This deity had a brother named Amaethon who stole a hound, deer and bird from Annwn, the lord of the otherworld. This caused the Battle of the Trees (Cad Guddeu). Gwydion and his brothers fought Annwn in this battle and Gwydion enchanted “elementary trees and sedges”to become warriors and to fight against Annwn’s forces.

    The Alder lead the attack, and the Aspen fell in battle. Heaven and earth trembled before the Oak, a “valiant door keeper against the enemy”. The Bluebells combined to cause a dismay, but the hero was the Holly. No enemy alongside Annwn could be vanquished unless they could guess his name. Gwyden guessed his name and said:

    “Sure-hoofed is my steed impelled by the spur;

    The high sprigs of alder on thy shield;

    Bran art thou called, of the glittering branches.”

    “Sure-hoofed is my steed in the day of battle;

    The high sprigs of alder on thy hand;

    Bran by the branch thou bearest

    Has Amataon the good prevailed.”


    This master of Magick and poetry was also the cunning protector of his sister Aranrhod’s unwanted child, Lleu Llaw Gyffes. When his brother Gilfaethwy fell in love with Math’s footholder, Goewen, he organized a battle to get Math away from her. He did this by swapping some phantom horses with pigs owned by Pryderi and coveted by Math. When Pryderi discovered that the horses were not real, he marched on Gwynedd. While Math was away at war. Gilfaethwy seduced Goewen who was dismissed from her post when Math returned. Gwydion tried to have his sister Aranhod take her place but she needed to be tested for virginity using Math’s magick. When this happened she produced a baby named Dylan. Gwydion collected a drop of blood in a handkerchief at the same time and put it in a chest which developed into another baby, Lleu. Gwydion had to trick his sister into giving her son a name and weapons, apparently the duties of a mother. And Gwydion raised this child as his own.

    But, Math was not pleased and needed to punish the two brothers. Gwydion and Gilfaethwy had deceived Math so he turned his nephews into a stag and deer for one year, into a boar and sow for the next and finally into a pair of wolves for the third before they could become themselves again.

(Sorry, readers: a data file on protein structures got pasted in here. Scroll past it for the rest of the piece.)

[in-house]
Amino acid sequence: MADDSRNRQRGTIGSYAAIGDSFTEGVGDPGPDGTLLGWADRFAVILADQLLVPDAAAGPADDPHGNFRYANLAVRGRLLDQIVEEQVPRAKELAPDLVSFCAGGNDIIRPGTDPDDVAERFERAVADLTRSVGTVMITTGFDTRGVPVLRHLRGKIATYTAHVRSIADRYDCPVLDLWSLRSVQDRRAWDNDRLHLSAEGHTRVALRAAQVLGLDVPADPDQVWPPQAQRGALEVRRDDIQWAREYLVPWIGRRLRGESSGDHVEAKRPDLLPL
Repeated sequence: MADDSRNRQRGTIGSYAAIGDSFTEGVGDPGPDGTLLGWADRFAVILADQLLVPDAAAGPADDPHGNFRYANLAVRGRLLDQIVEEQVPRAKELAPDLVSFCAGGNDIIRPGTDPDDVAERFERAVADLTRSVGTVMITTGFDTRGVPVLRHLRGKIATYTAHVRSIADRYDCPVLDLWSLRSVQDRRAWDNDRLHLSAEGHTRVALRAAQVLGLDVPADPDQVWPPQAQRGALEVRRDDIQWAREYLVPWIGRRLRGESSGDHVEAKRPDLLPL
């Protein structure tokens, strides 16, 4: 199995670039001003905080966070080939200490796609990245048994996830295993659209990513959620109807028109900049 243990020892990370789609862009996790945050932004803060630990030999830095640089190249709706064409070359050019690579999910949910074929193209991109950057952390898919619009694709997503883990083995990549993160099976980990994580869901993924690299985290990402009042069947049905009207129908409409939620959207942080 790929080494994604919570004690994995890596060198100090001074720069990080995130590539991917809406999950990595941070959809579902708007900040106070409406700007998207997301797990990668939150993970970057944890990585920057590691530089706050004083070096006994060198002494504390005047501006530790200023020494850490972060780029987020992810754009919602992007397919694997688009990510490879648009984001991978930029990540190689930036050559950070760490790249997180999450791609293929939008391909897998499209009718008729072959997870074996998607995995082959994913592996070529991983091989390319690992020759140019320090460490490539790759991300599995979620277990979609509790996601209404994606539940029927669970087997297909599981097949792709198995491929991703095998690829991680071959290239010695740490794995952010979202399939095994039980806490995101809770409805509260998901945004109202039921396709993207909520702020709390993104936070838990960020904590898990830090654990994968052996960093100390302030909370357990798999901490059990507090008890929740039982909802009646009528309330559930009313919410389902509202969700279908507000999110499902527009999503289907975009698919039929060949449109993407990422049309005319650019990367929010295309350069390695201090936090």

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Goddesses of Sorcery

April, 2014

The Goddess Can Change the World

Recently I participated in the International Women’s week at Vanier College in Montreal. My talk was called “The Goddess Returns” and I spoke about a very important issue: how Goddess spirituality can decrease violence against women by empowering women.

My talk was held in a large classroom with fifty-plus young people expectantly waiting to see a Witch (maybe with a big pointy hat and black cat!) arrive to tell them about the Goddess.  I did not bring the hat and the cat but I did bring a lot of thought-provoking ideas! I started the talk by asking the students to imagine what God might look like. Then I talked about the different ways that God is perceived in the different main stream religions. I would like to share some of my talk with you.

The Goddess Returns

    When most people think of God, they think of a masculine figure or energy. They use the pronoun ‘he’. If you are a Christian or Jew and believe the Bible, specifically the Old Testament, you may read that man is made in God’s image. The King James Bible says in Genesis: “So God created man in his own image, in the image of God created he him; male and female created he them.”  Most people forget the last bit: male AND female…..So what the bible alludes to the idea that God is both male and female. But Christians and Jews still think of God as “he”.

Islam teaches that no one is like Allah.  Quran verse 42:11 says that: Allah is the creator of the heavens and the earth and there is nothing like him. But they still refer to Allah as ‘he’. Some Muslims say that Allah is the same God that is worshipped by Abraham.

Buddhism does not believe in God in the same way, they believe in Buddha. Being human, the Buddha had a human body like any ordinary person. There is also nothing in the teachings of the Buddha that suggest how to find God or worship the god’s of India, (where he came from) although the Buddha himself was a theist (believed in gods), his teachings are non-theistic.